The five best new features of Apple WatchOS 3.0

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As expected, the big update to Apple’s watch operating system was revealed on stage at WWDC today, and there’s lots to get excited about if you’re already an Apple Watch wearer in WatchOS 3.0.

Watch your Activity

watchos_activity_watchfacesAccording to Apple, it’s exercise that really gets Apple Watch users excited, and it’s set to get even better with WatchOS 3.0.

Not longer do you need to settle for a stock watch face and settle for you activity hanging out in a complication — an Activity watch face will put all the pertinent info right up front. As you’d expect, there are a few different designs to choose from, so you can still, for example, choose between a digital time display, chronograph or analogue hands.

You can also use the Apple Watch to get competitive with your friends by comparing your data. Who’s walked the most steps, burned the most calories or done the most exercise? Someone slacking? Send them smack talk. Feeling a little friendlier? You can send a word of encouragement instead.

And, for those Watch wearers in wheelchairs, Activity tracking now swaps “Time to Stand” with “Time to Roll” and movement tracking now works properly with different types of wheelchair mobility.

Take control

watchos_control_centre_not_12x9Stressed about battery life? The control centre from iOS has made its way to WatchOS 3.0 to help.

Swipe up from the bottom of the Watch screen and you’ll get a page of buttons and switches along with a battery life indicator. There’s flight mode, do not disturb, night shift, sound mode toggles, and a screen lock… which should mean less swiping about to get to the one setting you want to turn off or on.

Quick replies get quicker

If you’re the sort who actually uses your Apple Watch to reply to message this update is for you. Quick replies used to require you to navigate to the right page to send one, but no more.

Now, when a message appears on your wrist, three icons will show up underneath it on the same screen. One lets you send a voice reply, the second sends an animated emoji reply, and the third shares your heartbeat.

If those don’t cut it you can scroll down and your written quick replies are there and ready to go. And if you want to write something else right away the brand new Scribble keyboard lets you draw characters one at a time — we can’t imagine this one’s going to be terribly useful, though, as writing a letter at a time is excruciating. Still, it’s a welcome option for those times you can’t find your phone and need to reply in a hurry.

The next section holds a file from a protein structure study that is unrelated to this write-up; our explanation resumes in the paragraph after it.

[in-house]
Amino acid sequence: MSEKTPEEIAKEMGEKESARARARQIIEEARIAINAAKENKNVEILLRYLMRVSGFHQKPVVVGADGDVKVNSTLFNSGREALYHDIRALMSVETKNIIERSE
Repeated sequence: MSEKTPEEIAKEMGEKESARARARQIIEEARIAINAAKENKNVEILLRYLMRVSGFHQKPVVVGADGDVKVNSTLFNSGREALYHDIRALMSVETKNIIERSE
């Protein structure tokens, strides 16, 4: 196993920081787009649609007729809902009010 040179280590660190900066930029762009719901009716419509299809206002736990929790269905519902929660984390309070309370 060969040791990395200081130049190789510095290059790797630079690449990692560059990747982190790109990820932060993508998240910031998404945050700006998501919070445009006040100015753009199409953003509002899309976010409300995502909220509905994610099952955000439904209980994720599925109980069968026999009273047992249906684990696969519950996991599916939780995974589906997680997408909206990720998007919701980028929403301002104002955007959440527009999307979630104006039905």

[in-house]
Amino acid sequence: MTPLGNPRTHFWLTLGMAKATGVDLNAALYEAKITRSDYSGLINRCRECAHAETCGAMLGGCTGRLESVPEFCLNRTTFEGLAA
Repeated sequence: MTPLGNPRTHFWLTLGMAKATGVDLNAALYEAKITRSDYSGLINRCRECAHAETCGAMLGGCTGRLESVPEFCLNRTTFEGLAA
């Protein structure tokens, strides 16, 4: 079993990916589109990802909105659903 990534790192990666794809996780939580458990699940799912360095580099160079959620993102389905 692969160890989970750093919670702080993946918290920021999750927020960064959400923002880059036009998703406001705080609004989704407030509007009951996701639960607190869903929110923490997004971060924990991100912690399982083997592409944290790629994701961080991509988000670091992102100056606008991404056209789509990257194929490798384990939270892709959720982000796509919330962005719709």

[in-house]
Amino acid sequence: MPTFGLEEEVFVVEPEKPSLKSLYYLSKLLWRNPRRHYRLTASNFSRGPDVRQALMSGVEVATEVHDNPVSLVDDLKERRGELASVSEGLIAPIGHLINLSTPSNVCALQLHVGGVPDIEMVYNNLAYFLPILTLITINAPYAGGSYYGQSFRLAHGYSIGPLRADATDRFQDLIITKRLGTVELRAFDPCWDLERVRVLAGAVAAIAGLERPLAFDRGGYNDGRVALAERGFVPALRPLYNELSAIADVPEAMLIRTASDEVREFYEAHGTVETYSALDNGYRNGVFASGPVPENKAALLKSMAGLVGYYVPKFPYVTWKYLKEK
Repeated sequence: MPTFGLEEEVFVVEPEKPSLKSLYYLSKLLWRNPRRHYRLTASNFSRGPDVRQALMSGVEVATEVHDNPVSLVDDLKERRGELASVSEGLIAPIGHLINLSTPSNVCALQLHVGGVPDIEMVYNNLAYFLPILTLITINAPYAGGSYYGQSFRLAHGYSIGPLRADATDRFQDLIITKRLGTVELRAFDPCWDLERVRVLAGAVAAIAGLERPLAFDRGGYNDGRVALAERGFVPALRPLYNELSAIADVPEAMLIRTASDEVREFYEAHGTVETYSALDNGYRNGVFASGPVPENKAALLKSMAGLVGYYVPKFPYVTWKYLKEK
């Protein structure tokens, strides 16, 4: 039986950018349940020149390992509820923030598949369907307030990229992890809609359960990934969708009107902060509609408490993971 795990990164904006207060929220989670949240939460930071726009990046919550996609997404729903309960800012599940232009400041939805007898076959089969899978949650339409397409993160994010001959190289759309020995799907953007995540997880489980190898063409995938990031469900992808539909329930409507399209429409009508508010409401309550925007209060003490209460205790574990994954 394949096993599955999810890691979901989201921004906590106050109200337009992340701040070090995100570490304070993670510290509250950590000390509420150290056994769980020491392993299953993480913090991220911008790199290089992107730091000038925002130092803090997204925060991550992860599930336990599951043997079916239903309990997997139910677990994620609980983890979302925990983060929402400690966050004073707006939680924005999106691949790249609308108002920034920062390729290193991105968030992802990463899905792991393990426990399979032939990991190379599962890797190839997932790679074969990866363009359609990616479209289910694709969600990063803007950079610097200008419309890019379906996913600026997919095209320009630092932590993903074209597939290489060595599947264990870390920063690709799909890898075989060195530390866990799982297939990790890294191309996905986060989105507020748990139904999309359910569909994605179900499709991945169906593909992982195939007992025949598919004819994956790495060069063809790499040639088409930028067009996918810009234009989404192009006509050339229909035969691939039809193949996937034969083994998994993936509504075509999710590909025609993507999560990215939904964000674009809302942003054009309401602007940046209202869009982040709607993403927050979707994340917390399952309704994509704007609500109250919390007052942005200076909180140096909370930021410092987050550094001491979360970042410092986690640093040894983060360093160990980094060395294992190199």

In case of emergency

There’s a new SOS mode in WatchOS 3.0 that’s triggered by pressing and holding the side button. It’ll automatically call the emergency services number of the country you’re in over cellular or Wi-Fi, send your emergency contacts a map with your current location and then display your Medical ID details on the Watch screen.

Let’s hope we never need to use this one. Or that if we do we remember how it works.

…and some other things

watchos_breathe_appOne of our biggest gripes about the Apple Watch in the early days was how slow it was when it came to opening apps. WatchOS 3.0 promises to speed things up using some smart background memory management.

Multi-tasking also hasn’t been as efficient or effective as we’d like, but that’s getting overhauled to thanks to the addition of recent apps in the new dock. Push the side button to open said dock and you’ll find the previews are all live, which means you should be able to get info from each without actually going into them. Let’s hope it’s as slick a process as a demo suggests it is.

To our minds the strangest new addition to WatchOS is Breathe, an app that’ll monitor your heart rate and prompt you to do some deep breathing when it thinks you might need it. Supposedly, this sort of mindful inhalation is medically proven to help reduce stress, but it’s also another reminder to deal with over and above the hourly get-off-your-bum nudge.

So, when can you try out these new features? WatchOS 3.0 is available to developers today, but won’t land on regular users’ Apple Watches until spring. Until then, don’t forget to breathe, okay?

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